Today I found what I thought were some very nice shells although most were not perfect. Many were chipped or had entire pieces broken from their original shapes. Their brokenness intrigued me and I imagined the journey they must have taken riding the waves of the incoming tide to reach the shore. But they made it.
I also felt a connection to these shells as they reminded me of many people, myself included, who have gotten a bit battered and broken along life’s journey. However, many of us have also survived and made it to the shore’s safety. ###
Are you an IMMIGRANT or from a proud family of immigrants? My great grandfather, John Hempen, was born in Germany and proudly sailed with the German navy. Wanting more opportunities for his family he and his family immigrated to the United States in the 1880s where he served as a mayor of a small community and raised a family. When his granddaughter, my mother Helen Hempen Brocka, started school in Grundy County Iowa German was the primary language spoken in her home. She was often cautioned not speak German outside the home.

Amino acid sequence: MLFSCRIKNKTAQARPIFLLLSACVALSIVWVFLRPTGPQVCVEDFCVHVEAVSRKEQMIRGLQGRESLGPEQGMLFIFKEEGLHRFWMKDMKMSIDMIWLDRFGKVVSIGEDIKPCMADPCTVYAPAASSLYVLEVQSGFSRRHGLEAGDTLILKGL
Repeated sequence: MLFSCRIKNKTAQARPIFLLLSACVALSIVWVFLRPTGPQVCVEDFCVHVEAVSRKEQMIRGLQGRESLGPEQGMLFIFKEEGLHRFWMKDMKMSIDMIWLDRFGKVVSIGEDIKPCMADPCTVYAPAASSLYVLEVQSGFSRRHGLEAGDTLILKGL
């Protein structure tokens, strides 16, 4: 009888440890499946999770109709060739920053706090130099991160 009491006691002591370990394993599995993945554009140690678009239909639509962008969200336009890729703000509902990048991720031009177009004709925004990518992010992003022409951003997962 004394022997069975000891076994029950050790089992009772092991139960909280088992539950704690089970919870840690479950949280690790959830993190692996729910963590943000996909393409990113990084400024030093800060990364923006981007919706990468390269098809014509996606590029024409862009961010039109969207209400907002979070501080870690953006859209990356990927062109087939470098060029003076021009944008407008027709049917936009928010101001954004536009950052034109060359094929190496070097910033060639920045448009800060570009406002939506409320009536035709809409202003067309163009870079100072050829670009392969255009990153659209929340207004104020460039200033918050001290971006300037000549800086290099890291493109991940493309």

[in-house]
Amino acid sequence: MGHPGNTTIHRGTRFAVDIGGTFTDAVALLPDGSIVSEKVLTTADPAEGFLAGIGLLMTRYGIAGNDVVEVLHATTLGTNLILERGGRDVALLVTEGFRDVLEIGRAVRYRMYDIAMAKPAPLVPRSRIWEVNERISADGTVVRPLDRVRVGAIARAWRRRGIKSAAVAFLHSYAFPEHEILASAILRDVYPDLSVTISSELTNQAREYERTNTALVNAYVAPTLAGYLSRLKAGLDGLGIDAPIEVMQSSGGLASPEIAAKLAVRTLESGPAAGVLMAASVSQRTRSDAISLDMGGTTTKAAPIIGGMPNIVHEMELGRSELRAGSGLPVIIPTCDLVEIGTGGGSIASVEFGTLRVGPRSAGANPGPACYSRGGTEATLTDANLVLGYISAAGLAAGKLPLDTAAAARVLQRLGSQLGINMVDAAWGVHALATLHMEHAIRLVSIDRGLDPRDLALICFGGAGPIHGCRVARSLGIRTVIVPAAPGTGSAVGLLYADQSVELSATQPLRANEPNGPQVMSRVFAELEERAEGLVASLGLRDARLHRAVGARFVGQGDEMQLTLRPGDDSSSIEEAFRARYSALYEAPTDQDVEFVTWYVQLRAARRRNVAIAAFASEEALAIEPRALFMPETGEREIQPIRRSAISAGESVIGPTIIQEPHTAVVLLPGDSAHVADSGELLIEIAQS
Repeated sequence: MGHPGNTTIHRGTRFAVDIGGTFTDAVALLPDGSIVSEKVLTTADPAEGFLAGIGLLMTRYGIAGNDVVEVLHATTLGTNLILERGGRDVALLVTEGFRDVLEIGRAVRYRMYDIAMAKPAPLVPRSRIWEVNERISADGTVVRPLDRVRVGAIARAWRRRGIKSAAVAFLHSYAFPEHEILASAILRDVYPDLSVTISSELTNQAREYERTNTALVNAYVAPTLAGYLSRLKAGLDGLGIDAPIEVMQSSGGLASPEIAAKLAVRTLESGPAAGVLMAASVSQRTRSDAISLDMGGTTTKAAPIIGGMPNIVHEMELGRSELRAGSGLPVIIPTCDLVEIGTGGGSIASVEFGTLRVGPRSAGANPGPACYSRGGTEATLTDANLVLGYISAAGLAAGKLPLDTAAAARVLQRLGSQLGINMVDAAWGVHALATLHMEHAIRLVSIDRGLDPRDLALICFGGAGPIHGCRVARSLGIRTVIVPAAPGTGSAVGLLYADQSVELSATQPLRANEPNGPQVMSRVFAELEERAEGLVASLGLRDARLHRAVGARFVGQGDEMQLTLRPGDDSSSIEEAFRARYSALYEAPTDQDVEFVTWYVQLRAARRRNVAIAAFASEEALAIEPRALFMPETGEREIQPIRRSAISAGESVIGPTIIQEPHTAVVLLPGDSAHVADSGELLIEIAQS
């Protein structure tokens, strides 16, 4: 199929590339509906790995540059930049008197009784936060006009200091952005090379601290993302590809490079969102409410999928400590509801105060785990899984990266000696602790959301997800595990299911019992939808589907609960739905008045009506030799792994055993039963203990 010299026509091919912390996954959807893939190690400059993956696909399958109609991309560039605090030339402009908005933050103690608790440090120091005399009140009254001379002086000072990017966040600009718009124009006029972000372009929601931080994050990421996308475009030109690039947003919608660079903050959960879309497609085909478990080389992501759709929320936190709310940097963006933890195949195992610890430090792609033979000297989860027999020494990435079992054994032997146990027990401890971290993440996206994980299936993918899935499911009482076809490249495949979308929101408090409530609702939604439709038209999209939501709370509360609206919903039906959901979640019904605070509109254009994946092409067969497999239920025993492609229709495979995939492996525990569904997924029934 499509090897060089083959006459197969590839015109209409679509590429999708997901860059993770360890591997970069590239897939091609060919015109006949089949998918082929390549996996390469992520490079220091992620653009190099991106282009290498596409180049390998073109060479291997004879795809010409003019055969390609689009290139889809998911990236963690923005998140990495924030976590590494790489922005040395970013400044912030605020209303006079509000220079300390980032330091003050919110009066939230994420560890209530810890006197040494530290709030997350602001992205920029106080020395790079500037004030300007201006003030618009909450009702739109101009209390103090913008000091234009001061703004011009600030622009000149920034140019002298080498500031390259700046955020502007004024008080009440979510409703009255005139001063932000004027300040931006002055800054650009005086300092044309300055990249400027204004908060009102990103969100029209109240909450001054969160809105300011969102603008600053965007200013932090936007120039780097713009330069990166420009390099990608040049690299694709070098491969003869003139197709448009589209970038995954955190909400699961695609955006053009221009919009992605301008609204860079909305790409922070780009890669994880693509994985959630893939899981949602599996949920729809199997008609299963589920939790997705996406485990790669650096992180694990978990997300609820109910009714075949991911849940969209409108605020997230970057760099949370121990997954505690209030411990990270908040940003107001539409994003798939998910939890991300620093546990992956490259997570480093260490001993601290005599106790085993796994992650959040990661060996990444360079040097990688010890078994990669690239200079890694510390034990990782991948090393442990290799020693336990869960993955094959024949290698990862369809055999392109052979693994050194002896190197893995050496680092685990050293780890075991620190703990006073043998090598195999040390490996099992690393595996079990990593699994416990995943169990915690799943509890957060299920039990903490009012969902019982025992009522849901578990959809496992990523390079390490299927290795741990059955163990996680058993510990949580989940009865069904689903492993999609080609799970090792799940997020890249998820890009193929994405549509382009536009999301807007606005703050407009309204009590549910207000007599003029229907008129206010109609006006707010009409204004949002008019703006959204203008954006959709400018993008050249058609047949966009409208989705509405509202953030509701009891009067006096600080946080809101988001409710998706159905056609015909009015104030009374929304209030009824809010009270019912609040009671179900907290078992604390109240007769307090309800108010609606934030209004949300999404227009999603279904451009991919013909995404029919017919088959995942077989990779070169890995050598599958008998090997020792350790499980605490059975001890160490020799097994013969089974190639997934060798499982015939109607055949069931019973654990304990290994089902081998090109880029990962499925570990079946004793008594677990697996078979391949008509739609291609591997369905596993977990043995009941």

Am I a proud descendent of an IMMIGANT….YES, I am. I would also imagine that many of you reading this are also proud members of immigrant families.
I have had the good fortunate and pleasure to have interacted with immigrants or fellow descendants of immigrants most of my life. They are American Indian, Asian Indian, Chinese, Vietnamese, Korean, Hispanic, Latino, Chinese, Iranian, Black American, Native Hawaiian, Tai Dam, Pakistani. and Caucasian. We have learned that we are MORE ALIKE than we are different.
And….my life has been enriched by having them in my life.
EVERY IMMIGRANT HAS A STORY and like my
great grandfather I understand why they wished to come to America.
WHAT if this had happened back in 1492?